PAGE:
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Conversion of System of Eq's to 2nd Order Diff Eq

  1. Apr 12, 2008 #1
    My question is in regards to converting a system of differential equations into a higher order differential equation. I am an undergrad taking diff eq and have just learned the wonders of Euler's method of solving 2nd order differential equations with constant coefficients. It is significantly faster then using eigenvalues and eigenvectors.

    My question is:

    Can I always convert a system of (2) 1st order differential equations into (1) 2nd order differential equation?

    If not, what attributes of the system allow me to identify that it cannot be converted?

    Can I always convert a system of n-order differential equations into a single n-order differential equation? (I do not know why I would want to do this since Euler's method would not help in this instance, but you may as well generalize your answer if possible.)

    Thank you in advance for any feedback.
  2. jcsd
  3. Apr 13, 2008 #2


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    the following

    1) system of n first order differential equation
    2) nth order differential equation
    3) system of n differential equations of any order

    This is even true without assuming constant coefficents

    Furthermore euler's equation and its generalizations and variants (enhanced euler/Runge Kutta/adams) can be used on any of those even though for various reasons the system of n first order is the most common approach.

    As far as faster than eigenvector methods that depends of what you mean by faster/ exact method used/ particular equation. Also eigen vector approach gives one a better idea of the solutions behavior.

    To specifics
    we will only consider constant coefficients
    let p be a polynomial D differentiations
    lowercase scalar uppercase tensor (vector or matrix)
    p(D)y=f(x) nth order equation

    say we have
    let u=y v=y'
    the argument is reversable in particular
    implys a matrix form
    from matrix theory we know
    p(A)=0 for some polynomial p
    can be solved but the soultions must be checked in
    because that approach produces extraneous solutions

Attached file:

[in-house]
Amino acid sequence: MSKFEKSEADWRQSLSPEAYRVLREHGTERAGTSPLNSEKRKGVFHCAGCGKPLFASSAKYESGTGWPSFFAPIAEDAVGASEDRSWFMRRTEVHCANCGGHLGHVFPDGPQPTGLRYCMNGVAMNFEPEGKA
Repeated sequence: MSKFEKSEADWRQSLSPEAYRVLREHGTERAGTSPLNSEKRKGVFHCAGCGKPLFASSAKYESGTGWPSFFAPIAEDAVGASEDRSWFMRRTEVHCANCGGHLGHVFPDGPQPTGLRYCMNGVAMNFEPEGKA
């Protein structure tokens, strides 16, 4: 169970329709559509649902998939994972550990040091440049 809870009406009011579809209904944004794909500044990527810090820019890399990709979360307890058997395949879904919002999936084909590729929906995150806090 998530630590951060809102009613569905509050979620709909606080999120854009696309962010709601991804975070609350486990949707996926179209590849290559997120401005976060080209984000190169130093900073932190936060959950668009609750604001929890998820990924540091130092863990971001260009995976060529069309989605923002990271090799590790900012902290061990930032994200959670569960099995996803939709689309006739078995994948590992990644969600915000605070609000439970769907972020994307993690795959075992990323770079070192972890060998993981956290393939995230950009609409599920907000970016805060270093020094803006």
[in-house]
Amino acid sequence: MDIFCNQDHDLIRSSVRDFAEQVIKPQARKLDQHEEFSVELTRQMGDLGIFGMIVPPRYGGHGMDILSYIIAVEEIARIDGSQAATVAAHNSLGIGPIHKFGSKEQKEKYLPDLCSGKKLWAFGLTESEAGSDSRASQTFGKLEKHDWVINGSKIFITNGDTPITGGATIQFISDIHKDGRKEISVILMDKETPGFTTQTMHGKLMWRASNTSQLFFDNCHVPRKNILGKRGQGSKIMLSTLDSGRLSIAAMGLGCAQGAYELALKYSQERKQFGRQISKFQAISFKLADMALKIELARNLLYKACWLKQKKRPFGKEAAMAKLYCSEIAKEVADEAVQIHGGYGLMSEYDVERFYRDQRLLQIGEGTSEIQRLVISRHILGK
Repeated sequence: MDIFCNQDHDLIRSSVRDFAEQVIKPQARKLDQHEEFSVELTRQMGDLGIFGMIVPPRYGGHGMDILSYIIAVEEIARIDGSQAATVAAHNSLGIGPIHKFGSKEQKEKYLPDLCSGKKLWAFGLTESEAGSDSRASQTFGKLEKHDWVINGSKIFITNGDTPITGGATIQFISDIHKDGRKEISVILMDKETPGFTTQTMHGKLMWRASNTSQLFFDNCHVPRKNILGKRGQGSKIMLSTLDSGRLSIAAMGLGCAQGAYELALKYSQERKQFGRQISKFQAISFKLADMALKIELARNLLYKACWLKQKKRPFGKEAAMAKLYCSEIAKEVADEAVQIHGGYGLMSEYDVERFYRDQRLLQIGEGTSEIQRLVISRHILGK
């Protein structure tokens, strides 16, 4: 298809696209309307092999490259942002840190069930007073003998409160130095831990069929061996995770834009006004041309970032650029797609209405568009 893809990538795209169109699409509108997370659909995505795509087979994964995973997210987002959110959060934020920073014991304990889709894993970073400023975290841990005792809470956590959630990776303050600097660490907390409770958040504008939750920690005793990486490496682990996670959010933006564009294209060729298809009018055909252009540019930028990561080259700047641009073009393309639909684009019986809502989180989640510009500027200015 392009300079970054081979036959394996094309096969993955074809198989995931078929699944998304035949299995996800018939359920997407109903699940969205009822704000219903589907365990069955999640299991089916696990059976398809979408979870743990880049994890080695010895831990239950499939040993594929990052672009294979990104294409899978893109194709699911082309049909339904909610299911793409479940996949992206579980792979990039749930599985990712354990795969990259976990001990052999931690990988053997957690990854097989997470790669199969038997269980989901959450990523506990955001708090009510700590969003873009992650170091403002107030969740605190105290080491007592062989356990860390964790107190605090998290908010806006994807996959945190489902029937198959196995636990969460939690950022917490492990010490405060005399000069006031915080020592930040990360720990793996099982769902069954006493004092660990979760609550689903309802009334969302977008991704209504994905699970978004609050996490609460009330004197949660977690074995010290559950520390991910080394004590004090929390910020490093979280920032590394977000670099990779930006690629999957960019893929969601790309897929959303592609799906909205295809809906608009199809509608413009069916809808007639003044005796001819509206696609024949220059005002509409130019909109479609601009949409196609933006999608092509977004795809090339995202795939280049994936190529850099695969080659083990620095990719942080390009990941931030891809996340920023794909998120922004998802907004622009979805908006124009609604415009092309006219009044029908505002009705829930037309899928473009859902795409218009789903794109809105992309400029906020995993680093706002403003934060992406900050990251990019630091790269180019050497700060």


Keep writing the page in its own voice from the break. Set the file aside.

that is if
    ABY is only zero for some B's

    similar facts hold for more complicated systems like
  4. Apr 13, 2008 #3
    Thank you for the reply.

    In regards to your comment, "Also eigen vector approach gives one a better idea of the solutions behavior."

    Please correct me if I am missing something, but I found the following (on 2x2 systems) to be easier then using eigen value / vector approach. Especially for repeated, complex, and zero eigen valules. Yet I still have the same qualitative analysis capabilities.

    1) Convert to 2nd order DE
    2) Use Euler's to find eigen values
    3) differentiate to identify the eigen vector (for qualitative analysis) or solve the IVP.

    After writing the aforementioned, I see that I am in fact finding the eigen values / vectors. However, I am not using the Linear Algebra approach. My preferred method may be due to my weakness in Linear Algebra.

    Any thoughts?

    Thank you again for your comments.
  5. Apr 13, 2008 #4


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    Please describe the Euler method of which you speak, I am not sure we are speaking of the same one.
    say as before we have
    eigenvalues are -i,i
    instead of solving this we see
    u,v each satisfy
    while u and v are of this form we have 4 constants instead of 2 and must eliminate 2

    It seems to me work equivalent to finding eigenvectors needs to be done to eliminate extra constants
  6. Apr 14, 2008 #5


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    Yes, solving the "characteristic equation" so you can just plug the numbers into the general solutions is faster than solving for eigenvalues (which is the SAME as solving the characteristic equation) and then solving for the eigenvectors. The crucial point is that finding the eigenvectors gives you MORE information than just finding the solution to the higher order equation. You would still need to differentiate to find the OTHER functions in the system of equations.

    Also, as lurflurf said, determining the eigenvalues and eigenvectors gives you a better understanding of the general behavior of solutions. That becomes VERY important in dealing with nonlinear equations which cannot, in general, be solved. I rather suspect that the next subject in your d.e. course will be applying those ideas to non-linear systems of equations.
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